Dining date: 12/25/12

Christmas is perhaps the oldest family tradition I know of (well, maybe Chinese New Year). It’s a very similar setup to Thanksgiving, but we’ve been doing it for as long as I can remember. Lunch is at my aunt’s with my mother’s side of the extended family, while dinner is with my dad’s side at my grandmother’s.

curried curry squash

curried curry squash

egg rolls

egg rolls

lasagna

lasagna

yams

yams

sauteed green beans and carrots

green beans

BBQ pork ribs

pork ribs

meatballs

meatballs

chow mein

chow mein

fried wontons

fried wontons

quinoa salad

quinoa salad

bacon zucchini muffins

bacon zucchini muffins

chicken pot pie pockets

chicken pot pie pockets

breakfast sliders

breakfast sliders

hot dog buns

hot dog buns

beef sliders

beef sliders

ice cream cake

ice cream cake

pumpkin bundt cake

bundt cake

gingerbread house

gingerbread

coffee crunch cake

coffee crunch cake

coffee crunch cake

In the early evening, we make the trip across the bay into San Francisco for dinner, a more ‘carnivorous’ affair.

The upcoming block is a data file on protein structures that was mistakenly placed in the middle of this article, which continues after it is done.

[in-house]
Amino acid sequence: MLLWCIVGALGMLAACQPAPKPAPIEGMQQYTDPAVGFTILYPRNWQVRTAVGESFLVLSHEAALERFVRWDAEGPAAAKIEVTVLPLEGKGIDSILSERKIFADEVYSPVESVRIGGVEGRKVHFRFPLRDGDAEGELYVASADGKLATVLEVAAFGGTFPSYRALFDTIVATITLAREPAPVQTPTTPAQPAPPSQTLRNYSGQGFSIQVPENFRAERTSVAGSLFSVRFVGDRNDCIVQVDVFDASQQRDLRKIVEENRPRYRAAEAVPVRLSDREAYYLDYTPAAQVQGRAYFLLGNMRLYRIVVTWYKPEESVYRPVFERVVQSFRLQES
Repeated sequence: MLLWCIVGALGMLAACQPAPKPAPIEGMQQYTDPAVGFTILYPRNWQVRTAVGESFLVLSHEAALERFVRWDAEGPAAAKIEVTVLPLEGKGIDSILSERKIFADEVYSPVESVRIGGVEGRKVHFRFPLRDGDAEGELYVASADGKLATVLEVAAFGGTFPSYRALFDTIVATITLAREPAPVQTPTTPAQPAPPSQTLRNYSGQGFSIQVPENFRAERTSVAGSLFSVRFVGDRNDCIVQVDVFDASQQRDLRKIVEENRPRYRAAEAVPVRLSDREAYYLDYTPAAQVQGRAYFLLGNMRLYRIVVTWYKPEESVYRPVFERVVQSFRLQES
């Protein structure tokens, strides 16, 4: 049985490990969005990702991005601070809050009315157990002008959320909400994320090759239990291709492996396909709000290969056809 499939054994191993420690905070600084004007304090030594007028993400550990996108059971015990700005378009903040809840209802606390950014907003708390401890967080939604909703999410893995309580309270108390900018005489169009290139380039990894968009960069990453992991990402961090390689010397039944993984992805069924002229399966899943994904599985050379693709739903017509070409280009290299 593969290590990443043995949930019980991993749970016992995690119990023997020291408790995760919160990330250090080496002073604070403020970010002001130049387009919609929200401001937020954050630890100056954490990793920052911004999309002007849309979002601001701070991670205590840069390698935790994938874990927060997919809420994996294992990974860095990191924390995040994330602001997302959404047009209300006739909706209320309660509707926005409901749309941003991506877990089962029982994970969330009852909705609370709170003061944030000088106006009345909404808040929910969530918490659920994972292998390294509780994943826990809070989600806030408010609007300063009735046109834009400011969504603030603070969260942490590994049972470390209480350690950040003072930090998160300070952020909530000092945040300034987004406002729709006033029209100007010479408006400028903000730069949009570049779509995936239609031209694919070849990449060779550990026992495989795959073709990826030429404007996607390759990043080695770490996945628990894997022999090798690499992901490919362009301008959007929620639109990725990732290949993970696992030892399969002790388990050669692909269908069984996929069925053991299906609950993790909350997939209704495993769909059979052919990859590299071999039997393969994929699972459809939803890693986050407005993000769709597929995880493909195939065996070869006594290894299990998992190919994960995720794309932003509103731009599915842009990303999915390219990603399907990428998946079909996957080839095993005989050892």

roasted quail

quail

roasted new york strip

roast new york

roast new york

turkey

turkey

stuffing

stuffing

asparagus

asparagus

mashed potatoes

mashed potatoes

gravy

gravy

squab lettuce cups

squab lettuce cups

chinese sticky rice

chinese sticky rice

dream cake

dream cake

dream cake

chocolate fudge pie

fudge pie

I was so stuffed by the end of this, seriously. Maybe moreso than in past years, from what I can remember. But with so much good food and family, it’s hard not to gorge a bit.

Thanksgiving 2012

Dining date: 11/22/12

As expected, Thanksgiving is a food-filled holiday in this household. Technically though, none of the food is consumed in our own household; we do lunch at my aunt’s (mother’s side) and dinner at my grandmother’s side (father’s). Each year the food served remains largely the same with a few new entrants – just the way it should be, I suppose. The food is probably what I would call Chinese-American, a mixture of two different cultures coming together for one (or two!) big feast.

country potatoes